John M. Edwards visits the Indonesian Gilli Islands, a tripartite chain of paradise islets, ending up on Gilli Trawangan, where locals Gilligans follow us around and spy on us like flypaper paparazzi.
“I see India everywhere but I do not recognize any of it.”
–Rabindranath Tagore, Indian poet
Just sit right back and you’ll hear a tale. . . .
“Hello, John!” the curiously canny kid said, eyes wide with the practiced veneer of a friendly sarong seller.
He came up to me and my ex-girlfriend Susan, with a stack of psychedelia. Oviously in need of a spanking, the kid just would not take the hint to get lost, scram, vamouse!
Like lightning we had attracted a swarm of his cohorts, laughing at our strange Western ways and begging for pens and candies.
“Uh, I’m afraid I’m fresh out,” I managed meekly.
Whoah! I thought. How on earth did they know my name?
All of a sudden, a vicious riptide pulled out a very fat Belgian tourist with an overt mustache, who was literally wrenched out into the middle of the ocean, where he bobbled dangerously like a personality disorder, or a beachball, beckoning for help.
Soon the Indo “Bay Watch” crew grew grim-faced and grabbed their
doughnuts, swimming maniacally out to rescue him.
Meanwhile the dusky-skinned kid coalition began waving and cheering, “Hurrah! Hurrah! Hurrah!”
H. E. Double Toothpicks. This mise-en-scene was just like the South African film version of William Golding’s The Lord of the Flies.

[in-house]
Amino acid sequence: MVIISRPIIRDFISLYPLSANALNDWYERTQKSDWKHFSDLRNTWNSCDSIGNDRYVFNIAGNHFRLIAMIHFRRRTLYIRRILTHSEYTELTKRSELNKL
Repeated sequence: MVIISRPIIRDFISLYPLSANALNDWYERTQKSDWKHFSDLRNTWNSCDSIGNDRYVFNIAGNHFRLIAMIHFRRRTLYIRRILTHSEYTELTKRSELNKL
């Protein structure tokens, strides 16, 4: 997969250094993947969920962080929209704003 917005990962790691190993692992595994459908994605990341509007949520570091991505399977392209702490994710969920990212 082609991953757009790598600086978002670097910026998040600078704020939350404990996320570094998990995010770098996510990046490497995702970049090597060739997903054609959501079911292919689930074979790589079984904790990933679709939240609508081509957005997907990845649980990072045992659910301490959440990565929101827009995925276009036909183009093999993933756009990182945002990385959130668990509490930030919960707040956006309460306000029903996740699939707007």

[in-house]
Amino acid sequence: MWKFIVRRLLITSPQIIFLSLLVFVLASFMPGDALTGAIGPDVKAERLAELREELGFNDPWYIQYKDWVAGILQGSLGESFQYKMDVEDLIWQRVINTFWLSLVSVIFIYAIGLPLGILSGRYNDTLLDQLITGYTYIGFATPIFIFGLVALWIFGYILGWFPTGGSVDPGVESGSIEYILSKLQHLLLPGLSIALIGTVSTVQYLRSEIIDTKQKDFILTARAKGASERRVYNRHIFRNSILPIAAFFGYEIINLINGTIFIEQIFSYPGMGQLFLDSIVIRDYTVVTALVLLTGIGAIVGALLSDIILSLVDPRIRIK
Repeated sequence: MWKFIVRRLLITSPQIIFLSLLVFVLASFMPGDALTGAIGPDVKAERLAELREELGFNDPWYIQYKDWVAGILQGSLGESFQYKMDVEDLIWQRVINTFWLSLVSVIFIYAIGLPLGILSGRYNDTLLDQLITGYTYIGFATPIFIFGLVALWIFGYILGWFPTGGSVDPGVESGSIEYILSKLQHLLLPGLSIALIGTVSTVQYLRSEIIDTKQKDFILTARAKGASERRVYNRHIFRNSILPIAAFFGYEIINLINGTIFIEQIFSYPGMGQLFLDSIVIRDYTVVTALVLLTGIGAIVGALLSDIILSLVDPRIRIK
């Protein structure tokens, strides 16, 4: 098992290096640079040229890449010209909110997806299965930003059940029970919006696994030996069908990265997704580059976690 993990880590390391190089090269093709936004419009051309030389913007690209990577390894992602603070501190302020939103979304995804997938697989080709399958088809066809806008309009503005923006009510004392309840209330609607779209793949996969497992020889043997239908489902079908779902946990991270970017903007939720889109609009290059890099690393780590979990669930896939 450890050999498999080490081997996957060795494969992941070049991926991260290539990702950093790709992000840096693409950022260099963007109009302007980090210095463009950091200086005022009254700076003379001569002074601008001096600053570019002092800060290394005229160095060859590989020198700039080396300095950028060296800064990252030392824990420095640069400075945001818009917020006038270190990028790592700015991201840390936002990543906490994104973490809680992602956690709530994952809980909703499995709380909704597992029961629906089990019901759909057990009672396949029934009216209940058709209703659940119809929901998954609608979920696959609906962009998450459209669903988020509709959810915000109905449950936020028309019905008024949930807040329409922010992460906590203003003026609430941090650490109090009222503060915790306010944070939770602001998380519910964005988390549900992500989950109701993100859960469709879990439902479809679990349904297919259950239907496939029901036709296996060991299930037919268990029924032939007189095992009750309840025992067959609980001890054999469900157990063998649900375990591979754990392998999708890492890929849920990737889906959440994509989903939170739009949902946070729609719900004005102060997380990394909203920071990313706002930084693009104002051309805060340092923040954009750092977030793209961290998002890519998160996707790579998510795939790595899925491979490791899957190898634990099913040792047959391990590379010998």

“Cheerio, cheerieh, cheerio-o, cheerieh, cheery, cheery, cheery, cheery, cheery, cheery, cheerieh, cheery, cheery, cheery, cheery, cheery, cheery, cheerieh. . . .”
Safely ashore like a beached whale, the Belgian (a Walloon, actually) gasped for breath. I met him, only to discover as I neared that he smelled of rank moules frites and mayonnaise.
But oh, one of the best things about Gilli Trawangan, especially for a voyeur comme moi, was to play long games of backgammon with comely Eurotrash lasses, who seemed to like the attention, you see. Also, a short walk up the hill above the wooden-shack hostel where we were staying delivered a panoramic view of naked lovelies sudsing their glorious groodies in open-air Wektu-Telu-style showers, a local ethnic group re-known in the past for their cannibalism.
Even the coffee-complected Moslem staffers couldn’t resist a viddy, although the view provoked violent grimaces rather than approving grins. One of them even said, with obvious sour grapes about being born a Moslem (even though he was originally from Christian pagan Flores), “Fuck you!”
One thing about our amateurishly built shack of a room was that it was not at all private, rodents included. In fact, it featured tens of circular holes—sometimes with little eyes behind them.
One day while testing the mattress springs, grunting like rutting goats, we discovered under a magical spell of horror vacui that we indeed had an audience. A sea of eyes, like those of irisy paintings in haunted mansions, followed our every move. “Portefoy!”
“Aaayeeeeeeeeh!” Susan shrieked like a banshee, bolting up from my cumbersome cover and racing over to the far wall, pounding the wood to disperse all the pupils.
We were not laughing.
Until we did anyway in unison: